The 25-year-old Interagency Grizzly Bear Committee realized it has long overlooked some important aspects of doing business. Now it’s working on giving its members clearer guidance, which they’ll need if grizzly bears are delisted.
On Tuesday in Missoula, the 23-member Interagency Grizzly Bear Committee wrestled over how to compensate for chaos both within the committee and without after members voiced the need for better definition of the roles of the executive committee and the regional subcommittees that have been attempting to recover the grizzly bear for a quarter century.
What began as a discussion of the committees’ next five-year plan evolved into questions of what should drive the five-year plans and how flexible they should be, especially with some bear populations poised for delisting.
“Trying to keep up with the delisting is precisely why this needs to change on an annual basis,” said Tony Hamilton, British Columbia Ministry of the Environment representative. “I do recall IGBC is supposed to have a role post-delisting. So that lessons learned post-delisting could be passed on to other ecosystems where bears are still protected.”
Some members said they were confused or frustrated by the lack of guidance when they’ve tried to take over leadership of the various subcommittees. Custer Gallatin National Forest Supervisor Mary Erickson took over leadership of the Yellowstone Ecosystem committee two months ago and had to sift through file folders of typed minutes to try to learn what the committee had done.
“The question of IGBC expectations was on my mind, and I didn’t know what I was supposed to do,” Erickson said. “For example, I didn’t know to submit an annual report, because for the past two years, we didn’t.”
One of the problems is that both the executive committee and the subcommittees have experienced fairly rapid turnover. It mirrors that of agencies such as the Forest Service that have had to repeatedly downsize and re-assigned personnel to different jobs because of continuing Congressional budget cuts. So some new chairmen come in not knowing a committee’s goals or background.
The six IGBC subcommittees represent six regions scattered across Montana, Wyoming, Idaho and Washington where the U.S. Fish and Wildlife Service is trying to restore grizzly bears. The problem has been that each subcommittee has - or sometimes hasn’t - developed independent five-year plans with little standardization between them.
Grizzly Bear Recovery Team leader Chris Servheen said better standardization of five-year plans could provide continuity for subcommittees with transient members. So a small group will develop templates for charters and work plans that committees could develop in the future.
In particular, Montana Fish, Wildlife & Parks administrator Ken McDonald pointed out that the five-year plans never seem to tie into the 1993 Grizzly Bear Recovery Plan.
“The No. 1 goal of subcommittees should be to implement the recovery plan. It should inform the work plans, but there’s a real disconnect there,” McDonald said.
Servheen said the fact that two grizzly bear populations are in recovery showed the committees were implementing the recovery plan. Matt Hogan of the USFWS said the agency would propose a delisting rule for the Yellowstone population in the “not-too-distant future,” along with related revisions to the Yellowstone conservation strategy and recovery plan. The Northern Continental Divide population is supposedly poised for delisting too. Meanwhile, the North Cascades subcommittee is working on an environmental impact statement to consider delisting in Washington state, Servheen said.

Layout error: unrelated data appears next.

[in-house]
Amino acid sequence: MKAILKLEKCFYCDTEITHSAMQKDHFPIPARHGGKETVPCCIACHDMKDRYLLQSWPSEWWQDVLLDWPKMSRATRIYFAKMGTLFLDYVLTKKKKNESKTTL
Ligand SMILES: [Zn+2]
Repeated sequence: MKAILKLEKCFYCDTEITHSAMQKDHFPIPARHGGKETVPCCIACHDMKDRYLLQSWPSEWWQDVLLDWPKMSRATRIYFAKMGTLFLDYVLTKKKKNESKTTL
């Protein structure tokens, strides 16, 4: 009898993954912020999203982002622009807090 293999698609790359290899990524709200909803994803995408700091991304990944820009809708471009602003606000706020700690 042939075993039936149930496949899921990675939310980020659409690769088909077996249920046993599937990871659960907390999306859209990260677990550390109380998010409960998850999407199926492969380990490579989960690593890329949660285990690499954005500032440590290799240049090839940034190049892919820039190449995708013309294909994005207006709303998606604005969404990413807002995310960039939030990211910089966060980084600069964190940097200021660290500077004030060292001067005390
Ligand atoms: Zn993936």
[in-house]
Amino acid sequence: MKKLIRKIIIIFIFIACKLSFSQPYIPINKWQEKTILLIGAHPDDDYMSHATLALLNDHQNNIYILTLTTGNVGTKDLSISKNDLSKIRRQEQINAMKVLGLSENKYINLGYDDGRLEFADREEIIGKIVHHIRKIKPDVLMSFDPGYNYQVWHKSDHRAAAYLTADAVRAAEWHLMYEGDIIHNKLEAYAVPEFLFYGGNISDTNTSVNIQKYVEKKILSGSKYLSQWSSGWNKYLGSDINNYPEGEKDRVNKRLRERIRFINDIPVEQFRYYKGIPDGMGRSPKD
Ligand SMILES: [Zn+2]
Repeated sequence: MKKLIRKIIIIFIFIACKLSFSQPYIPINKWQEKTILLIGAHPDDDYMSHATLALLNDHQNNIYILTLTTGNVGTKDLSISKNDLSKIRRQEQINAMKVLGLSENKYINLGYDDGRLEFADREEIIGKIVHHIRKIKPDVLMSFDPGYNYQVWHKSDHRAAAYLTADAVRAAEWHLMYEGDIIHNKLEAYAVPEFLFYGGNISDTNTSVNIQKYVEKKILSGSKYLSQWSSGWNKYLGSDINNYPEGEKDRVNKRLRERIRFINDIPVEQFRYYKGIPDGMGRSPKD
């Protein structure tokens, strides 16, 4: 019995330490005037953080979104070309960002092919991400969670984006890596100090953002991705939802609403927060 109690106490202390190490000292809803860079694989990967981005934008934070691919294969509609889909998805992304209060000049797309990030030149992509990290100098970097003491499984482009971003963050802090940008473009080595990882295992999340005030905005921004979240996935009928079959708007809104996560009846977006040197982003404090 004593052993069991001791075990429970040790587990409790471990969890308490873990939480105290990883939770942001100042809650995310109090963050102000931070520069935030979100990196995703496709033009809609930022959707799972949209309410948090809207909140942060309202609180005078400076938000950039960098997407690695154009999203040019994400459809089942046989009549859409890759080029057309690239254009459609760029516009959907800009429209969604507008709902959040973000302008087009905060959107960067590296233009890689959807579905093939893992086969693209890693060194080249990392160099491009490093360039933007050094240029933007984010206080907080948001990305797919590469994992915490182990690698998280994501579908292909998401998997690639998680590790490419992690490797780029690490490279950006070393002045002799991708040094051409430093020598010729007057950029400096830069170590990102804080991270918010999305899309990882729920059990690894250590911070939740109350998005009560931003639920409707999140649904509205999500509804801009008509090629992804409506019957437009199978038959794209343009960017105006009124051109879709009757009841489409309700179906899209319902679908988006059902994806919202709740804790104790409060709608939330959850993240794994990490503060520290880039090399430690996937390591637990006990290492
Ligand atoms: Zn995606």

The Bitterroot is the only proposed recovering region with no bears.
Servheen said no one has considered what subcommittees would do after delisting. It was originally thought that a different group would take over and monitor the populations, Servheen said.
Erickson, USFS National Carnivore Leader Scott Jackson and Cabinet-Yaak subcommittee chair Mary Farnsworth lobbied for keeping the subcommittees in place after each delisting.
“Connectivity is super-critical for the Cabinet-Yaak population. To the extent we can stay connected, we should,” Farnsworth said.
No stranger to litigation, Erickson warned against disbanding the subcommittees too soon.
“Don’t be so quick to sever that relationship for at least a few years. We are going to have other legal challenges afterward,” Erickson said.
One of the issues that might prompt a lawsuit is the fact that the Endangered Species Act requires any delisting to remove protections from the species as a whole. The USFWS can’t delist one population and leave the others listed. This is why the USFWS couldn’t list the sage grouse in some states and not others.
The Yellowstone grizzly bears are an isolated population, so the USFWS has labeled it a distinct population segment. This allows it to be delisted on its own, even though the bears are the same as those in the Cabinet-Yaak or North Cascades. And as Jackson mentioned, it’s hoped that grizzly bears eventually will move between the five regions to prevent inbreeding and other genetic problems.
Environmental groups argue that bear populations shouldn't be delisted one at the time. They worry that if the Yellowstone population is delisted, efforts to recover grizzly bears in the other regions and protect habitat connecting the regions would be dropped. Especially during a time when Congressional members are trying to dismantle the ESA.